1. Column index

Steel Sheet Structures2003.09

Nikolaus Pevsner began his exposition on the rise of modern architecture by introducing structures created by engineers, not architects: the Crystal Palace, built in London for the Great Exhibition of 1851, the Eiffel Tower, and the Forth Bridge. The beauty of the structures that he describes is tied to one of the fundamental ideas of modern architecture, revealing functional beauty. The revolution architecture was then undergoing went beyond mere changes in structures. It was a transformation of the meaning of architectural space: no longer would spaces be perceived as mass, as in classical architecture, but as volume, as in modern architecture. Engineering, always a source of architectural ideas and a means of realizing them, at times goes beyond creating structures to transform the very values of architecture. The steel structures that Pevsner introduces—engineer-designed all—give a taste of an ideal, of a frontier spirit that suggests one of the important, in fact, essential roles that architecture plays. Though we often forget, architecture can and should lead to a utopian society where human beings can realize their dreams.
Modern architecture would be unimaginable without steel; in fact, the modern era would never have begun without steel. The rapid expansion in steel use occurred in the late nineteenth and twentieth centuries, thanks to mass production and the appearance of large-scale machinery driving advances in processing technologies. Steam engines powered the rolling mills that produced large steel sheets. When someone conceived of creating structural steel pipe through pressing to produce curved surfaces, steel moved from playing a secondary role as a material for providing supplementary strength to the starring role as the principal architectural material, the framework of structures and underpinning of modern architecture. A further development, processing sheet steel into thin sheets, made it possible to wrap steel around spaces and to shape steel freely as the design dictated. A material with outstanding properties—light in weight, but with strength that gives it a palpable stability--sheet steel would make further advances, most conspicuously, in the twentieth century, with the rise of metal vehicles made using steel sheets and sheets of what was then a new material, extruded aluminum: steamships, locomotives, automobiles, and airplanes. It no other age did machines made such progress and have such impact on architecture.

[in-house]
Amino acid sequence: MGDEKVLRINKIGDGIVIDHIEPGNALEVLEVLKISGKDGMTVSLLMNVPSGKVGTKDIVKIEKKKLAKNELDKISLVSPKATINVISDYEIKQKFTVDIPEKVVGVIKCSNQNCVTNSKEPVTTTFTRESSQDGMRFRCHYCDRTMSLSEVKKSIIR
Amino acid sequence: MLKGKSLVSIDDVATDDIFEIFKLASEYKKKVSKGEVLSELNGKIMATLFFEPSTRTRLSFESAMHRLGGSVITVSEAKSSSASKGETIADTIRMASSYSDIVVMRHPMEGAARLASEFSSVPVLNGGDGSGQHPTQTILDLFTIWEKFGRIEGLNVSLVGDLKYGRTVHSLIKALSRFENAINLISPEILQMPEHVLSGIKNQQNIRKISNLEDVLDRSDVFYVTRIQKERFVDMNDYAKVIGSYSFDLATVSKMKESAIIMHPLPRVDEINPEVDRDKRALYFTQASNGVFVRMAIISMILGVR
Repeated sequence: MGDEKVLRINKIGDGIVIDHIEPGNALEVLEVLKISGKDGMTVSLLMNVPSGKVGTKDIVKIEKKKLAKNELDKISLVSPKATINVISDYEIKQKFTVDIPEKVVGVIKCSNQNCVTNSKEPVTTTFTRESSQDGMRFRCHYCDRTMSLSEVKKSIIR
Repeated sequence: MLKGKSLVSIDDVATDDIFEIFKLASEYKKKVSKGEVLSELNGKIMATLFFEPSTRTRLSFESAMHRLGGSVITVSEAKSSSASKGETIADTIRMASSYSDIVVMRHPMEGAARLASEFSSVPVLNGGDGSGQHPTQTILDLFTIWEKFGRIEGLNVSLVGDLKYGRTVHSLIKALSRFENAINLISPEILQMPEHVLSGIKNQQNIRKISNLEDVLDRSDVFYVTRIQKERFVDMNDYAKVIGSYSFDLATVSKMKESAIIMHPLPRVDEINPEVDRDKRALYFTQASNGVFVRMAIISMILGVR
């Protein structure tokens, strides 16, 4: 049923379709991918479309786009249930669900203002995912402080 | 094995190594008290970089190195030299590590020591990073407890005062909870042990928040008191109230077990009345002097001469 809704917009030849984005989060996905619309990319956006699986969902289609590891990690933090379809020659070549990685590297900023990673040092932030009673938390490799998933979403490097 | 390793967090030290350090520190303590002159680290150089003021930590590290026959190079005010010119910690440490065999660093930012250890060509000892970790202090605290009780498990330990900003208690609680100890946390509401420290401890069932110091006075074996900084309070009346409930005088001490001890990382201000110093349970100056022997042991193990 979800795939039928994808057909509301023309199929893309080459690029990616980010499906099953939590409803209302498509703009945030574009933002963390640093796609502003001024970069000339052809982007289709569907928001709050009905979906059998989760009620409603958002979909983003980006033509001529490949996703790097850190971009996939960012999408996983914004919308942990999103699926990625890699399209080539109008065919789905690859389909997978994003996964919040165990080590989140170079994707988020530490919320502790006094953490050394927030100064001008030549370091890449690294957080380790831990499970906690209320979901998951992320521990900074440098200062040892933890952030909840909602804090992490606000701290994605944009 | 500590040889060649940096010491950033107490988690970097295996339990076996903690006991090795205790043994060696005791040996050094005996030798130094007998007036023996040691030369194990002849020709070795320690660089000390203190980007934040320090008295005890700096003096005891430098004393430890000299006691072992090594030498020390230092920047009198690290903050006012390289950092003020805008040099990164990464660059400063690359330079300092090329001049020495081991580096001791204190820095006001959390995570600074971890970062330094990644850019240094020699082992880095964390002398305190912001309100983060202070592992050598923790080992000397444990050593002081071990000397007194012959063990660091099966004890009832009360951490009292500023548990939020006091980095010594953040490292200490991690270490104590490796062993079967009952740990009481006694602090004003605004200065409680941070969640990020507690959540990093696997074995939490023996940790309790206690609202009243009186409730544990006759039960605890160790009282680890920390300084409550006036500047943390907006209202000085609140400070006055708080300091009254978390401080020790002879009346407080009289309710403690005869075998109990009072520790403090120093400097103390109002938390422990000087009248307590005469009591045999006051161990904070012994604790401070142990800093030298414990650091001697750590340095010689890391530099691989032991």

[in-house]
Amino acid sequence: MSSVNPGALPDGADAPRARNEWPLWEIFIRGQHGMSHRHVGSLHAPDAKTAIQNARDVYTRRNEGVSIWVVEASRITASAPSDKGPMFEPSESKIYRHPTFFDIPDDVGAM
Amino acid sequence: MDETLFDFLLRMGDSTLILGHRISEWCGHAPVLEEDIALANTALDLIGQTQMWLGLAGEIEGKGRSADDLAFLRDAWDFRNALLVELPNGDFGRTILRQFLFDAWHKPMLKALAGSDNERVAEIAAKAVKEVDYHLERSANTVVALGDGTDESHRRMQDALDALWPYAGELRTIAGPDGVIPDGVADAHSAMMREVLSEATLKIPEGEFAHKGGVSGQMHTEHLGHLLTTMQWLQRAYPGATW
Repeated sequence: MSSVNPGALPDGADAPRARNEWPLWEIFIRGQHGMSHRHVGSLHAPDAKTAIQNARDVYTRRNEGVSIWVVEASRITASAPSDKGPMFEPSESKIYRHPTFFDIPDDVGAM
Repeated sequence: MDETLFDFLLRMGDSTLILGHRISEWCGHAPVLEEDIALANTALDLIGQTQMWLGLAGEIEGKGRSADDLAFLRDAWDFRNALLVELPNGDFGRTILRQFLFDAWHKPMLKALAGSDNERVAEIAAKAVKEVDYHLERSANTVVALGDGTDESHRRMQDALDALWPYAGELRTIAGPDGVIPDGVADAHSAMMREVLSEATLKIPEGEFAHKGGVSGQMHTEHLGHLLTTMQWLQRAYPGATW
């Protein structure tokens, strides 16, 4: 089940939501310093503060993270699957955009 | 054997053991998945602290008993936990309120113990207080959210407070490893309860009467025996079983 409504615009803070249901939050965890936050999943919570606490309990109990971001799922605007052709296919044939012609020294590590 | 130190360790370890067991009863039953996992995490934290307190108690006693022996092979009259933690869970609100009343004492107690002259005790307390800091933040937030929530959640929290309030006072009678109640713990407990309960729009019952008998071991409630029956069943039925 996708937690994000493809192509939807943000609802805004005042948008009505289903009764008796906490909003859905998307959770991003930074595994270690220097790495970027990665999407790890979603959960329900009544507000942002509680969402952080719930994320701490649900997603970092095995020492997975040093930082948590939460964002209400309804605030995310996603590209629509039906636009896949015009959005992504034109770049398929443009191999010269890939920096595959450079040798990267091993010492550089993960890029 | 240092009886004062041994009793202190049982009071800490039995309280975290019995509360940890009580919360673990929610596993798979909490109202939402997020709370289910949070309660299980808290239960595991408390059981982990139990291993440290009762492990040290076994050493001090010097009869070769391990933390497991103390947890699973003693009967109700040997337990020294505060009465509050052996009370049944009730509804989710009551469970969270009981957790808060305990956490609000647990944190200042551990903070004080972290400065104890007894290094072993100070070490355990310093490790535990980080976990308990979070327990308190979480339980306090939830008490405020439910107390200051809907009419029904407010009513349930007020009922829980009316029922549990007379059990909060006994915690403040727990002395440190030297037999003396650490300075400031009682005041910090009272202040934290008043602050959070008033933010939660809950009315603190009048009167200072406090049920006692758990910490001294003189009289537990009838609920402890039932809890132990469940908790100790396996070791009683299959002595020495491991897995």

Le Corbusier, asserting that, in contrast to Greek temples, “A house is a machine for living in,” was making the automobile, which technology had made possible, the symbol of his age. The explosive energy of machine power brought about uncountable new expectations, new possibilities for humankind, transcending innate human abilities. Engineers sketching dreams and images of the future, working night and day at their research, making new discoveries: theirs was the spirit that became a touchstone for modernist thinking about design.